To synthesize laser waveforms with pulse-shape control down to the few-cycle level, a CPA Ti:Sapphire laser, (780 nm, 1.5mJ, 40 fs, 1 kHz; details and a diagram can be found in Supplementary Fig. 1b) undergoes two-stage filamentation in air, through loose focusing with 2 m and 1.25 m focal length mirrors. The pulse, broadened (700–900 nm) by the first filamentation stage, is re-collimated and recompressed with a pair of chirped mirrors before refocusing for the second filamentation stage, with a pair of spherical mirrors. At the exit of this second stage, the pulse spectrum spans more than one octave (450 nm–1 µm) and is recompressed by a chirp mirror arrangement34. The final compression of higher spectral phase orders and the pulse shape control are achieved using a 4 f all-reflective pulse shaper with a dual mask, 640-pixel, liquid crystal modulator. In this configuration, few-cycle 5 fs pulses of up to 50 µJ can be produced, in addition to flat top, or sawtooth with sharp rise times. These are optimized using a pulse-shape optimization algorithm explained below.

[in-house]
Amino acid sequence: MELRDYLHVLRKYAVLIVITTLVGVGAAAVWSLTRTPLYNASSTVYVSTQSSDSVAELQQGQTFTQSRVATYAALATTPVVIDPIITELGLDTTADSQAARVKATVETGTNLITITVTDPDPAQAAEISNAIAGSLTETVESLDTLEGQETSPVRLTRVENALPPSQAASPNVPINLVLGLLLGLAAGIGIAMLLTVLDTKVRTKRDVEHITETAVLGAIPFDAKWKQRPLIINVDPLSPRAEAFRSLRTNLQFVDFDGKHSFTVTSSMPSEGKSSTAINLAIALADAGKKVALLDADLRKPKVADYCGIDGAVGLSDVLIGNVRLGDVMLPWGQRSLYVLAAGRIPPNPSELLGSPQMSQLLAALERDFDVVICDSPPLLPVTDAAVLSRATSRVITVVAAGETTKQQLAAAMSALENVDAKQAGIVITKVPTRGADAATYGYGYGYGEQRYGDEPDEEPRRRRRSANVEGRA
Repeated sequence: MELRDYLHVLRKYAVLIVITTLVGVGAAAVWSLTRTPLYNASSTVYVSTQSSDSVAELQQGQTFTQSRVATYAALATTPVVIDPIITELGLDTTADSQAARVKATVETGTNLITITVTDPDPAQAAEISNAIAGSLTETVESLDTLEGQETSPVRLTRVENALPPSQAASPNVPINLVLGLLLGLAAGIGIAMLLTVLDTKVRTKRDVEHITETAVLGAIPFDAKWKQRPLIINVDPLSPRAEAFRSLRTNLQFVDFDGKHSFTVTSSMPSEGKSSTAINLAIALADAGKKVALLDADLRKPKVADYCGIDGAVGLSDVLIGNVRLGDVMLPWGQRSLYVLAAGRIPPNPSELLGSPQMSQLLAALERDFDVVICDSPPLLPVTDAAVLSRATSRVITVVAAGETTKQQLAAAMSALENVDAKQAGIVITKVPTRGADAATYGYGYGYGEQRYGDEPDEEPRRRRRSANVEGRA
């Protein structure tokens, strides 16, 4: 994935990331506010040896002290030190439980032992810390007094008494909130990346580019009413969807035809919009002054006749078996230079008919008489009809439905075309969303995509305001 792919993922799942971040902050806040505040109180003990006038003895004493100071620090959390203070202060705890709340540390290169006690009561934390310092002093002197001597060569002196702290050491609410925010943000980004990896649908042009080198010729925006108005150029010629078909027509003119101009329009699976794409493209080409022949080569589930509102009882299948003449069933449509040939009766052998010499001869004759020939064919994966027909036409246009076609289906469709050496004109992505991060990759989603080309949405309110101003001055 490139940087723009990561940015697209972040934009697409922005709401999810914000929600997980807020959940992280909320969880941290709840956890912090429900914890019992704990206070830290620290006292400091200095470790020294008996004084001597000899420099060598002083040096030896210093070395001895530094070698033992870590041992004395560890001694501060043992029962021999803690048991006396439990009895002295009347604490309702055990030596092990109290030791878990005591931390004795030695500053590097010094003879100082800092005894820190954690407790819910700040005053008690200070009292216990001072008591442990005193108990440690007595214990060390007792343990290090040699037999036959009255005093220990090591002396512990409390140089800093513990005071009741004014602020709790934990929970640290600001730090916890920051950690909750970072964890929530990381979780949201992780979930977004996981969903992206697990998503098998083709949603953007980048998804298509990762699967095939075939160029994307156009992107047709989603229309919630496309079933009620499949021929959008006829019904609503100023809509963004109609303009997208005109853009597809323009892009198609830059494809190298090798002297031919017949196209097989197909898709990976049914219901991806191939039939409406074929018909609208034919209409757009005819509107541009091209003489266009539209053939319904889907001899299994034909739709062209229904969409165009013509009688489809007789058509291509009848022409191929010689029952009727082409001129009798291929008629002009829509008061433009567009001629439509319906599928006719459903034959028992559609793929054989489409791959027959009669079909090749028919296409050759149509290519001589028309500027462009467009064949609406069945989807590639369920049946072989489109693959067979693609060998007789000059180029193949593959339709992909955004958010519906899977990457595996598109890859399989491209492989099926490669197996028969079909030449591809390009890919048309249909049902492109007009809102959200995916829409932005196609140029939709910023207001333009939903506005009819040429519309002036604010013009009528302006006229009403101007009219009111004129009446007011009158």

Pulse-shape optimization and diagnostics

In order to compensate for dispersion arising from the chamber window and the propagation in the pressured gas before the focal point, we apply a phase detection algorithm35, onto the SLM, to get the shortest pulse (Fourier transform-limited) at the focus. The signal used for the optimization loop was the acoustic shock wave released by the plasma, representative of the free-carrier density produced by the laser. Using subsequent measurements we verify this procedure leads to the desired pulse shape, at the onset of the filament (Fourier transform-limited, sawtooth, flat top trapezoids). The pulse shapes are measured using a transient-grating frequency-resolved optical grating (FROG)34, as well as a SPIDER (Venteon), at pulse positions before and after filamentation. To measure the pulse shape within the filament, a 100 µm Al foil is placed in the filament path. The filament drills a self-adapted iris, arresting further filamentation and nonlinear propagation36, but preserving the temporal pulse shape at this distance. The remaining beam was analysed by a SPIDER. The SPIDER traces are shown in Supplementary Figs. 4 and 5.